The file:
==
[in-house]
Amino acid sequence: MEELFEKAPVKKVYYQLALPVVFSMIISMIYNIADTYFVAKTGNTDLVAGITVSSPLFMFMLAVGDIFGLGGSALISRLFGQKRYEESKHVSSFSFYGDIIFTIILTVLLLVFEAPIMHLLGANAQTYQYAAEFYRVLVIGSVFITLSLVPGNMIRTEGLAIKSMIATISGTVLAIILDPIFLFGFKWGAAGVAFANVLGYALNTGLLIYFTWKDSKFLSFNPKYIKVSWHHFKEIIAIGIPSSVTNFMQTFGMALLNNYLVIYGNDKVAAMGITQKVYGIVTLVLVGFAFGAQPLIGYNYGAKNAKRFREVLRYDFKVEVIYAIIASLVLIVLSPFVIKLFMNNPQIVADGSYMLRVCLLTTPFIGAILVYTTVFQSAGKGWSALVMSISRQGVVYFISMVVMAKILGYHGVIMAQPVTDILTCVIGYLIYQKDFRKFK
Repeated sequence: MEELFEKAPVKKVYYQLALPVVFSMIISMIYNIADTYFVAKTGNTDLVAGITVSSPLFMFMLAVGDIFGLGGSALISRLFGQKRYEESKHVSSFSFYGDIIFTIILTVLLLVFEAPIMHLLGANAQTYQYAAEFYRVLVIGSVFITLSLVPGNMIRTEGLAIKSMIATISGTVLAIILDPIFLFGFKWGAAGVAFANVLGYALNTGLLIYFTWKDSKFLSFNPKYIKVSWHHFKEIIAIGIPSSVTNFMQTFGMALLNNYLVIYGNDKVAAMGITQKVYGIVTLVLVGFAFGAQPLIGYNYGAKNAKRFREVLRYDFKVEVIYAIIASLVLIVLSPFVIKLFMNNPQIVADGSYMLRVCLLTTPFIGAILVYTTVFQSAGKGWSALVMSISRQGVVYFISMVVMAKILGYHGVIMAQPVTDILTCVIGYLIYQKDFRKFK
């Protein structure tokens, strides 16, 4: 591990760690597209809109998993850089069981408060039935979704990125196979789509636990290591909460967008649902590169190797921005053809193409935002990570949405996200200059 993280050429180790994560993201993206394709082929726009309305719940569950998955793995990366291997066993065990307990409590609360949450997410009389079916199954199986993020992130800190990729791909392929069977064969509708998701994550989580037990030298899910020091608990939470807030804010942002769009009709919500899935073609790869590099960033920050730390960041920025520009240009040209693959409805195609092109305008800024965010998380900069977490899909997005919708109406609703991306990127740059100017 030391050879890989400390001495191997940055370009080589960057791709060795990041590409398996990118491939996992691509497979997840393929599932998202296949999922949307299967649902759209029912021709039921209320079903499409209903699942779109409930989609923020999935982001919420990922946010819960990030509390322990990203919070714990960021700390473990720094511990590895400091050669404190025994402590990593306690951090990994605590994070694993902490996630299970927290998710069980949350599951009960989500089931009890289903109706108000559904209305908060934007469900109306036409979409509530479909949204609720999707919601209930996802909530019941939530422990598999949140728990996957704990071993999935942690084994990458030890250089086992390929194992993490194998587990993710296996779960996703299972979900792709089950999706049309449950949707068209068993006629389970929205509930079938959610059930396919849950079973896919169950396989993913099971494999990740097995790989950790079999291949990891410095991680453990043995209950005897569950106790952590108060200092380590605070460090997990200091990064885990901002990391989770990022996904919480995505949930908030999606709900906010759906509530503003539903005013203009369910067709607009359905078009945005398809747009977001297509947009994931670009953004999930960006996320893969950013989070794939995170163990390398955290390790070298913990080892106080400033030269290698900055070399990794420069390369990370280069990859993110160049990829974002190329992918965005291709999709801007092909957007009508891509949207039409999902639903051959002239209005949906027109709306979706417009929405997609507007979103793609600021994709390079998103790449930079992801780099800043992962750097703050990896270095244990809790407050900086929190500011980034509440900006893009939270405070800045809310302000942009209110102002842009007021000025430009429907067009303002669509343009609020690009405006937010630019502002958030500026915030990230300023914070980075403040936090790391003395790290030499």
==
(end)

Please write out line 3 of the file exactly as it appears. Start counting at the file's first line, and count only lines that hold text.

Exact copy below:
Repeated sequence: MEELFEKAPVKKVYYQLALPVVFSMIISMIYNIADTYFVAKTGNTDLVAGITVSSPLFMFMLAVGDIFGLGGSALISRLFGQKRYEESKHVSSFSFYGDIIFTIILTVLLLVFEAPIMHLLGANAQTYQYAAEFYRVLVIGSVFITLSLVPGNMIRTEGLAIKSMIATISGTVLAIILDPIFLFGFKWGAAGVAFANVLGYALNTGLLIYFTWKDSKFLSFNPKYIKVSWHHFKEIIAIGIPSSVTNFMQTFGMALLNNYLVIYGNDKVAAMGITQKVYGIVTLVLVGFAFGAQPLIGYNYGAKNAKRFREVLRYDFKVEVIYAIIASLVLIVLSPFVIKLFMNNPQIVADGSYMLRVCLLTTPFIGAILVYTTVFQSAGKGWSALVMSISRQGVVYFISMVVMAKILGYHGVIMAQPVTDILTCVIGYLIYQKDFRKFK